It wasn’t too many years ago that San Diego County was saddled with a 10 percent-plus unemployment rate and we were losing far more jobs than we were gaining. Needless to say, we have experienced a sea change since then and today can brag about 5 percent unemployment.
And as I have often repeated, the unemployment rate is a civilian one and does not include the 115,000 people in uniform. It also does not include those folks who come across the border every day to work. Including those two categories, the county’s unemployment rate is about 4 percent. Not too shabby.
The really nice part of the story is that since the bottoming out in 2010, our county has added more than 110,000 jobs, including more than 30,000 last year. Even better, virtually all of the private sector has experienced an upward movement.
The really big gains since 2010 have been in professional and business services, educational and health services, and leisure and hospitality. Each of those categories has gained more than 20,000 jobs.
Of major importance is that half of the job gains in professional and business services were in professional, scientific and technical services. Those are the high-paying jobs that every metropolitan area craves.
I should note that San Diego County ranked as the third-largest county in the nation in venture capital investments. And next year, we will probably be No. 2 (trailing only Santa Clara County — Silicon Valley).
And I suspect our telecom business will continue to rage, given that 64 percent of the nation’s millennials have only cellphones. On the West Coast, 47 percent of the entire population does not have a land line. Whatever happened to phone booths?
Within the educational and health services category, the big winner has been health care and social assistance, thanks to Obamacare. Our health hasn’t deteriorated; it just that more people are seeking medical care and can now afford it. And, of course, our population is aging and there is a direct correlation between aging and health services employment.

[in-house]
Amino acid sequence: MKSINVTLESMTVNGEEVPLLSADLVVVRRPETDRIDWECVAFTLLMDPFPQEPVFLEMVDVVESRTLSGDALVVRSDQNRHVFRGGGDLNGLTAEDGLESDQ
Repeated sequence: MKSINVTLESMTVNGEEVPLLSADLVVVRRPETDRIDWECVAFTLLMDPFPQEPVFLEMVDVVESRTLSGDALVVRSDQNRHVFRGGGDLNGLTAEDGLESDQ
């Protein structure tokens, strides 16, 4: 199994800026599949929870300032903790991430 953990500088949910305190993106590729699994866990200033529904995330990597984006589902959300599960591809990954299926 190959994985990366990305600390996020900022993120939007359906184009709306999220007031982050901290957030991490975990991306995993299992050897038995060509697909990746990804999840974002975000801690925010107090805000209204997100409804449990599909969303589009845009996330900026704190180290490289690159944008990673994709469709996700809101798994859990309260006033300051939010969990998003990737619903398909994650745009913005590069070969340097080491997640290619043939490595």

Leisure and hospitality may not rank among the highest pay categories, but its employment gains certainly indicate that more folks are coming to San Diego for vacation.
The county’s 60,000 hotel rooms are approaching 75 percent occupancy — far more than the national average — and more than 500,000 folks visited the Convention Center last year.
The only three flaws in our tourism business are:
• the inexcusable absence of a third phase of the Convention Center;
• a desperate need for more hotel rooms;
• a near dormant cruise business (down two-thirds from its peak, but that’s another story).
Manufacturing is now pushing the 100,000 job mark, down only 6,000 jobs from the pit of the recession. Virtually all sectors of manufacturing are doing well, with exceptionally good things happening in drone production. We are the drone capital of the United States, maybe the world.
Even construction has picked up a little. In 2006, the county peaked at 90,000 jobs, then cascaded to 55,000 in 2010 and is gradually moving upward and is now at 64,000. The big void is the near-absence of for-sale housing. The production of single family homes and condominiums is nearly moribund, with few indications of improvement in the wind.
The biggest share of construction today is rental units, most of them at the top end of the market. The really good news is that there are thousands of millennials waiting to buy homes at reasonable prices if they are produced, especially in urban areas.
In the public sector, employment has remained relatively level all through the recession and the recovery. Since 2010, government has gained only 2,400 jobs, now standing at 232,000. That doesn’t include education jobs, which are just holding their own.
Overall, the San Diego County populace should be happy campers. The population is growing, retail sales and car sales are doing just fine and government revenues are increasing, allowing road and bridge improvements, more money for libraries and other public structures, and even a minor reduction in pension fund indebtedness.
2015 is doing just fine, but just imagine how well it would be doing if we could adequately supply the new-home market with affordable product.